All related (5)
Kevin Garcia
Head of Product Marketing, RetoolMay 2

This will depend heavily on the kind of product you are interviewing to market. The more technical the product, the more "technical" questions you might get.

Even so, you should be 100% prepared to:

  • Talk about what their product does (use cases)
  • Talk about who their product is for (audience)
  • Understand that context their product lives in (market + technical specs)

You should know these things regardless of whether they're being asked in an interview. These are all important to know before signing up as their new PMM.

At Retool, our product helps developers to build business software. My core audience is developer-focused, and use cases include a lot of complicated internal processes (e.g. helping banks manage loan applications). 

So when I'm hiring, I need PMMs who can:

  1. Understand how developers build software today
  2. Sell to developers

That does not mean you have to be an engineer. You do, however, need to prove that you can learn and teach really hard things.

You should use technical interviews to show that you have unlimited learning potential. When I was interviewing for my role at Segment, they worried that my background (ad-tech, B2B SaaS) might not be technical enough for a developer product.

But I shared the steps I took to learn about programmatic advertising and data privacy laws at AdRoll, and how I used that knowledge to help inform great product decisions and product launches. I made the case that I could learn hard things and earn my seat with a hard-to-impress audience, and it made all the difference.

Abdul Rastagar
GTM Leader | Marketing Author | Career Coach,
If I understand the question correctly, you want to know if the candidate is an independent self-starter or requires more in-depth guidance and direction. Is that correct? I would ask him/her what they consider to be a successful start to their new role and what their 30-60-90 day plan is to help them achieve that. An independent self-starter will probably have thought through some of that already.
Rekha Srivatsan
VP of Product Marketing, Salesforce
I don't care about the candidate's background when interviewing for my team. I've hired folks from engineering, solution engineering, sales, and customer success teams and they've become successful PMMs. That being said, most of them have this in common:  * Can-do and flexible attitude - Ready to take on any challenge. Open to solving it creatively and however long it takes to wrap it up.  * Connecting the dots - Instead of being siloed as just a PMM, thinking about the adjacent functions like campaigns / content / GTM teams and how to involve them. * Good copywriting skills - ...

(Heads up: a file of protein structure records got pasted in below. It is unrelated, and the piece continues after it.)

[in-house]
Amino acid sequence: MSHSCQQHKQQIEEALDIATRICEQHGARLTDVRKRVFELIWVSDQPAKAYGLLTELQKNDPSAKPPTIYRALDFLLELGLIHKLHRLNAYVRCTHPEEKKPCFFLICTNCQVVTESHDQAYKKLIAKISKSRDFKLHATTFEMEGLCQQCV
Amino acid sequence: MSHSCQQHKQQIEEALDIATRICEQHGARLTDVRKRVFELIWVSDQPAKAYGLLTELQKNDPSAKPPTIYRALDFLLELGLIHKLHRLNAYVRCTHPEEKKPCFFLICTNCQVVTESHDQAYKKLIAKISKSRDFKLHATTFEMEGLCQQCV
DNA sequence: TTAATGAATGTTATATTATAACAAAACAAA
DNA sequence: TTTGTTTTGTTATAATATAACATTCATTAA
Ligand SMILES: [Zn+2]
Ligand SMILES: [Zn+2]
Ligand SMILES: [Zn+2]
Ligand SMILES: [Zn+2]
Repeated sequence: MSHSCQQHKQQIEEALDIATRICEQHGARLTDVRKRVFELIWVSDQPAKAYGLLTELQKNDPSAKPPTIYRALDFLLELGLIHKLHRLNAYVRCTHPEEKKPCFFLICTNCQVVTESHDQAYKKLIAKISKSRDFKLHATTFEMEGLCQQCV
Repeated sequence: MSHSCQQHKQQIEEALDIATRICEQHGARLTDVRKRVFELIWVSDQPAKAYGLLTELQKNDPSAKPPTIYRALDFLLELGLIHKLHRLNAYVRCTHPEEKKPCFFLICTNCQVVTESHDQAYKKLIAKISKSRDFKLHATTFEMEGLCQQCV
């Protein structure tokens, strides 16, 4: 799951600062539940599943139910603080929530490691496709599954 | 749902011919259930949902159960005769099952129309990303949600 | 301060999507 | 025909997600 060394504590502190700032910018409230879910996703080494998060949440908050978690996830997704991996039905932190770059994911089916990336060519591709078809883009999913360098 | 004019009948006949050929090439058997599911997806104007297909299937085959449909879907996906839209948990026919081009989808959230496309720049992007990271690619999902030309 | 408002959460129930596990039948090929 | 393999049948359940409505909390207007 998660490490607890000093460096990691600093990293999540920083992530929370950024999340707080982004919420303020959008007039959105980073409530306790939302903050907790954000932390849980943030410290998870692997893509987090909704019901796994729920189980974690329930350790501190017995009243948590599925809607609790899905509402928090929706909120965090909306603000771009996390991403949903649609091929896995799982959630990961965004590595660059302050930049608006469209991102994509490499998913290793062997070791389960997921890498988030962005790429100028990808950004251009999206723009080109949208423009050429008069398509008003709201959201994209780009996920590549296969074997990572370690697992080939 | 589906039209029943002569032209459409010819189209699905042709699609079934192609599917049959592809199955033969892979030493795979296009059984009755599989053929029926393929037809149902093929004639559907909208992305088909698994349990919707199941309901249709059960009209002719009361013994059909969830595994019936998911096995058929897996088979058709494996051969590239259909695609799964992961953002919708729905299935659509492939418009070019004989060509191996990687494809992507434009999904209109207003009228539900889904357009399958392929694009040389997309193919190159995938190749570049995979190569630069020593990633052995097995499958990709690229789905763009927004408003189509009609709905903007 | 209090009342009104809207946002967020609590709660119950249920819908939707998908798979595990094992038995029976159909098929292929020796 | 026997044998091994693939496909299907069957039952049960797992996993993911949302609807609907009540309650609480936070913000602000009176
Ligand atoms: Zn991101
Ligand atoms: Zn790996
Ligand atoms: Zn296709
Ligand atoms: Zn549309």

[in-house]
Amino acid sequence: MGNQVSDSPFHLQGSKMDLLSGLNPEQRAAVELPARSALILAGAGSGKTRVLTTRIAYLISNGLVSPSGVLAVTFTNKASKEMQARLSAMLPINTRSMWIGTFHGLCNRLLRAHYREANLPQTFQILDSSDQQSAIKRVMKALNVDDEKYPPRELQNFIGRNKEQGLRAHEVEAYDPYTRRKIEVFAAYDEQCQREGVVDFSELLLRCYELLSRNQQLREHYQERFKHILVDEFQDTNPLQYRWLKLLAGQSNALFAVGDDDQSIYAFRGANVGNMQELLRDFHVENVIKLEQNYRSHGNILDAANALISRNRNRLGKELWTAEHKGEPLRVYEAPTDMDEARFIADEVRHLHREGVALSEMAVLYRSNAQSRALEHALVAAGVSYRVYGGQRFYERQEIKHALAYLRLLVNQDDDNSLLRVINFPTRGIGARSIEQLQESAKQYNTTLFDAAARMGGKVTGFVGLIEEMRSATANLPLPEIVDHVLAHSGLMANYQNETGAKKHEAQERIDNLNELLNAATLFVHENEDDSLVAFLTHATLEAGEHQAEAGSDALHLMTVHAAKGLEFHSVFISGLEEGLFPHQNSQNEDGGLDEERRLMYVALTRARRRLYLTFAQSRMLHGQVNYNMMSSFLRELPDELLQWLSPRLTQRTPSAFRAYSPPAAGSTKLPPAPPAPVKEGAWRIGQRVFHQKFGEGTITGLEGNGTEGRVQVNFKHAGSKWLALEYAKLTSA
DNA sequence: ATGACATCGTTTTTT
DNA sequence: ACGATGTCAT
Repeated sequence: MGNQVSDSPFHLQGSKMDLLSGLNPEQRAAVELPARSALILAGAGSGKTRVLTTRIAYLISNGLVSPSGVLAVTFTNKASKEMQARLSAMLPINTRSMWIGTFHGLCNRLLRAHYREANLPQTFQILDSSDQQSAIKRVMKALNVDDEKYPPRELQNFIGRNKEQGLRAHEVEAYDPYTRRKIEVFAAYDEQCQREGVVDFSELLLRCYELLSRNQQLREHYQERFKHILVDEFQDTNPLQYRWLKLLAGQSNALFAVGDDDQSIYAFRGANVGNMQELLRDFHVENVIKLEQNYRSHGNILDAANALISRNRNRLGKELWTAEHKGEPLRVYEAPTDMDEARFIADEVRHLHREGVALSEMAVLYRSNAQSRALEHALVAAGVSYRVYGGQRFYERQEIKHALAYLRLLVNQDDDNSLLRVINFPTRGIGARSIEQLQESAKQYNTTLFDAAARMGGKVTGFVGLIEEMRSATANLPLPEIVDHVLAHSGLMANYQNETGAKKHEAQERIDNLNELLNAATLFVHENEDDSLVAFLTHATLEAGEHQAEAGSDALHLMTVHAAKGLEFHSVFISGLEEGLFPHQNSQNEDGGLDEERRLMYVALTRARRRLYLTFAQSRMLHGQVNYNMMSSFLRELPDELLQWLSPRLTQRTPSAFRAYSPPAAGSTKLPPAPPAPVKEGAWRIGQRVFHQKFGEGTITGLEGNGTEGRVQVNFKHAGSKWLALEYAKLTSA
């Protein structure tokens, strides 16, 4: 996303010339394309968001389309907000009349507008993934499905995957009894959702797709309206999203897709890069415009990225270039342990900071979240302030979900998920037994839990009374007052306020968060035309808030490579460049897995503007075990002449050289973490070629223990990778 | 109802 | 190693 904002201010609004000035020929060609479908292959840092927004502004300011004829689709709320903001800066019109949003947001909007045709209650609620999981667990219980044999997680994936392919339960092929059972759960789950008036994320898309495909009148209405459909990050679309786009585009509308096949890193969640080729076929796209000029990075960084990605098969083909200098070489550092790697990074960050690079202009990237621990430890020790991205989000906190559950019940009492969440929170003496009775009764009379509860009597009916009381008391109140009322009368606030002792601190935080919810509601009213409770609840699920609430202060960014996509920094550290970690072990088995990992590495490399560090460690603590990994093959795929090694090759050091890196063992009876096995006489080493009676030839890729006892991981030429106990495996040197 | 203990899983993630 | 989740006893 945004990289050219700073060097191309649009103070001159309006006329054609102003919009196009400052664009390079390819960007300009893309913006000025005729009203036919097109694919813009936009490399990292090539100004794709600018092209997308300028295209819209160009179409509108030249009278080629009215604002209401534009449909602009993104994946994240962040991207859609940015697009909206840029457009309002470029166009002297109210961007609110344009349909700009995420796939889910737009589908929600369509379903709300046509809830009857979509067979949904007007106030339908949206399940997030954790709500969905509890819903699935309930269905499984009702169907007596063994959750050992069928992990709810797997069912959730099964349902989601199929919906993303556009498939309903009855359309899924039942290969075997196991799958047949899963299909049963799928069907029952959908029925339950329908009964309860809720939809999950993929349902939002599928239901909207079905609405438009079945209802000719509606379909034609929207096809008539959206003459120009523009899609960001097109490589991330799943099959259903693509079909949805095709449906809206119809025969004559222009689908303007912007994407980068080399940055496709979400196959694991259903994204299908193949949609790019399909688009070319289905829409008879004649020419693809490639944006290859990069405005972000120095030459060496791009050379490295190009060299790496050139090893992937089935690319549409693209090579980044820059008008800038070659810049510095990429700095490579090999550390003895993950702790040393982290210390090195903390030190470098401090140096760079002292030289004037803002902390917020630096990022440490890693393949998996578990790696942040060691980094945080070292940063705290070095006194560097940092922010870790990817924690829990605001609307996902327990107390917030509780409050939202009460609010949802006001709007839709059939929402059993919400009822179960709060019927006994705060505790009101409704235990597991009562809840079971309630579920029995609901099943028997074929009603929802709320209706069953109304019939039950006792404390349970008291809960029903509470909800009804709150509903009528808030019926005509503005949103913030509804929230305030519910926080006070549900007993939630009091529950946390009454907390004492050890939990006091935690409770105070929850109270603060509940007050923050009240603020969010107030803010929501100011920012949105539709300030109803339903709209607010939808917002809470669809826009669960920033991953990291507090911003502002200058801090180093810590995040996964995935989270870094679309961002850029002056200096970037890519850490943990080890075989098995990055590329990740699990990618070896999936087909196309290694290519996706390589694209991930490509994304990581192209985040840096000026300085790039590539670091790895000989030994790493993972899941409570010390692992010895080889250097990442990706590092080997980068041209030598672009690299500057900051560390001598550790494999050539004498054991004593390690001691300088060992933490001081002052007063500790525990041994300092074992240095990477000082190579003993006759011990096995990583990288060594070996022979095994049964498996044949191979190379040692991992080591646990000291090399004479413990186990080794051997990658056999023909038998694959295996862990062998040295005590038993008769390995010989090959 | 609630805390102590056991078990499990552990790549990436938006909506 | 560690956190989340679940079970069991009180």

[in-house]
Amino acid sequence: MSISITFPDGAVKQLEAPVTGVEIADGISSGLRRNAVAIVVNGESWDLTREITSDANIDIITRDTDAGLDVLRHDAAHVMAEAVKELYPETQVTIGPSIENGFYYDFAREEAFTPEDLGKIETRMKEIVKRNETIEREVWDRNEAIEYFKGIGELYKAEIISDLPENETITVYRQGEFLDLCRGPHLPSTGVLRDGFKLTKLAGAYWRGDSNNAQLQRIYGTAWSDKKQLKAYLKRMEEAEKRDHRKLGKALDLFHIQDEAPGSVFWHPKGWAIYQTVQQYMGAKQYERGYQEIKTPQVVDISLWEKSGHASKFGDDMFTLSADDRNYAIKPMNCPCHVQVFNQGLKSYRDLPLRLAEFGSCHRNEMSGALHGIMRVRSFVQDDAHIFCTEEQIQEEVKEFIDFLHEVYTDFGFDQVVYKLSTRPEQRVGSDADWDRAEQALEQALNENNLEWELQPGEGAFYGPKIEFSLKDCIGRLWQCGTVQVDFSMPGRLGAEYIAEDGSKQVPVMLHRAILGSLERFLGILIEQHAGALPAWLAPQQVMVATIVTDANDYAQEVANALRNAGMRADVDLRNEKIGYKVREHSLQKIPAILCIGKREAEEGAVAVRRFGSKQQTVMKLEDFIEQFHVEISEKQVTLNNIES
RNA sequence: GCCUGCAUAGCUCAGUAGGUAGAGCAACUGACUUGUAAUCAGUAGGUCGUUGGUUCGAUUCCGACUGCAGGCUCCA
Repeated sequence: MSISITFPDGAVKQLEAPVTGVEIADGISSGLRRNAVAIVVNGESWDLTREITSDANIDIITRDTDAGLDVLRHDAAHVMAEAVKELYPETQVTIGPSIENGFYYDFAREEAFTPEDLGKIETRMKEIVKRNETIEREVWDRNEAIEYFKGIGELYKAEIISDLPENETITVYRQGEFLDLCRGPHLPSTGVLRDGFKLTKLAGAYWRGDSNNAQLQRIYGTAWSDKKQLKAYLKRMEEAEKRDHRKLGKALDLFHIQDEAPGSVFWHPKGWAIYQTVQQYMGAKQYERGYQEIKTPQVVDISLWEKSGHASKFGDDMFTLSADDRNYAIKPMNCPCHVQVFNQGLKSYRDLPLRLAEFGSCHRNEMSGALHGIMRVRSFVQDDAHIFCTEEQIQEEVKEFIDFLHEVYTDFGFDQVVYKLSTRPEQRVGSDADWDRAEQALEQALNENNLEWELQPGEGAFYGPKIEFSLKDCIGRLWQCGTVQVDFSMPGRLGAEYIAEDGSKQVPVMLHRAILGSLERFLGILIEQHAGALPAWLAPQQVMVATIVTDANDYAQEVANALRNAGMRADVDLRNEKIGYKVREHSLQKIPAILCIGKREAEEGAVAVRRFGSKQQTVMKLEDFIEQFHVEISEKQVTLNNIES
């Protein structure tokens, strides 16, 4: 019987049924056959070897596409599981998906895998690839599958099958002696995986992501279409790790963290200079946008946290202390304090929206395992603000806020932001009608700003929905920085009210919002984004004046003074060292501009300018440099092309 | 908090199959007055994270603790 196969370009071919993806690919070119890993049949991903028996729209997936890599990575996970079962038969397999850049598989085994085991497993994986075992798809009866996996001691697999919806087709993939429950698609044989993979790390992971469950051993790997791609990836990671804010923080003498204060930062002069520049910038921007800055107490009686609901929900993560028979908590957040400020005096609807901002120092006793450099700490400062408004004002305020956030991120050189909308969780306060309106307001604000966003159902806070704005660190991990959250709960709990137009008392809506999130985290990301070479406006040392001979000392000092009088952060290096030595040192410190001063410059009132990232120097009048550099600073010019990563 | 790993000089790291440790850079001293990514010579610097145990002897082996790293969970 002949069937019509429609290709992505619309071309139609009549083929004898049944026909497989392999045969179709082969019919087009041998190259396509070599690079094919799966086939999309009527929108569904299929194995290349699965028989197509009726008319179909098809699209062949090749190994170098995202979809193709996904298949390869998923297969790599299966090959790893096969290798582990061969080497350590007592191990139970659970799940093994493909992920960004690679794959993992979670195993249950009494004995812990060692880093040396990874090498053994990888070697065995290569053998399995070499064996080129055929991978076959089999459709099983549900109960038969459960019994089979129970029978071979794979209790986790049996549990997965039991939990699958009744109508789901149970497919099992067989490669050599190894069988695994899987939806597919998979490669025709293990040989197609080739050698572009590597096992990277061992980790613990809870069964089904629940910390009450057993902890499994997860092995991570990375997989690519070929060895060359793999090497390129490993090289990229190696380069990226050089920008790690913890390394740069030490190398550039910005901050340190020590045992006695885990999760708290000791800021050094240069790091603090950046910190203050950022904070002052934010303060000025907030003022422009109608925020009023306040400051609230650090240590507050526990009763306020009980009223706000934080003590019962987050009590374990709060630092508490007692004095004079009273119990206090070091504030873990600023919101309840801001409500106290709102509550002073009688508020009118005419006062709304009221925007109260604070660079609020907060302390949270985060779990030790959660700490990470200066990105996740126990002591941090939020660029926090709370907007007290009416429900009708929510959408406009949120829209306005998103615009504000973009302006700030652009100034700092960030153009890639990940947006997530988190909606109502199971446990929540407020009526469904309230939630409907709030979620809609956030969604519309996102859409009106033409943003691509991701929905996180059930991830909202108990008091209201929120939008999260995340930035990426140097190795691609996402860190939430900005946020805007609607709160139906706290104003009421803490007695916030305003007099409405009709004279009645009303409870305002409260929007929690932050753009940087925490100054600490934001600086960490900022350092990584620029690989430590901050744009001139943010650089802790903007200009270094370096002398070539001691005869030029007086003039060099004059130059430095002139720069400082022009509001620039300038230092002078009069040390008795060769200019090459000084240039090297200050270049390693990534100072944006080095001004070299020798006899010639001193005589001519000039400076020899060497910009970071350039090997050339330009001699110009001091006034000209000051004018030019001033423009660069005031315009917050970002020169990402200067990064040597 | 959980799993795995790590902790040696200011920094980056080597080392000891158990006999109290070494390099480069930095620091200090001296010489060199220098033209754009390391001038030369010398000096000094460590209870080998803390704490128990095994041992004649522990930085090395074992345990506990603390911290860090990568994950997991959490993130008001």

Kevin Garcia
Head of Product Marketing, Retool
There are a lot of ways to measure sales enablement: lead-to-conversion rates, win-rates, sales rep NPS, etc. HubSpot does a great overview of popular options in this post.  In my experience, there is no one-size-fits all and getting to the "right" answer requires a deep understanding about how marketing and sales contribute to your business. In the end, it's all about alignment (with sales) and impact (for the business). If you're starting from scratch (e.g. new business unit, early-stage startup), I recommend working with your head of sales to define success. In the short-term, it m...
Jenna Crane
Senior Director of Product Marketing, Klaviyo | Formerly Drift, Dropbox, Upwork
As you can probably tell, I am a big fan of focusing on process, not just outcomes. I like to ask people to walk me through a project they led, and I ask them plenty of questions — things like 'why did you decide to position it that way?' or 'what was the most difficult part of the process, and how did you handle it?' Usually when you dig into the details it becomes apparent whether they led the work autonomously or just played a small part.  I'm also a big fan of hypotheticals. I give someone a scenario that is well within the scope of what they would be doing in the role, give them plen...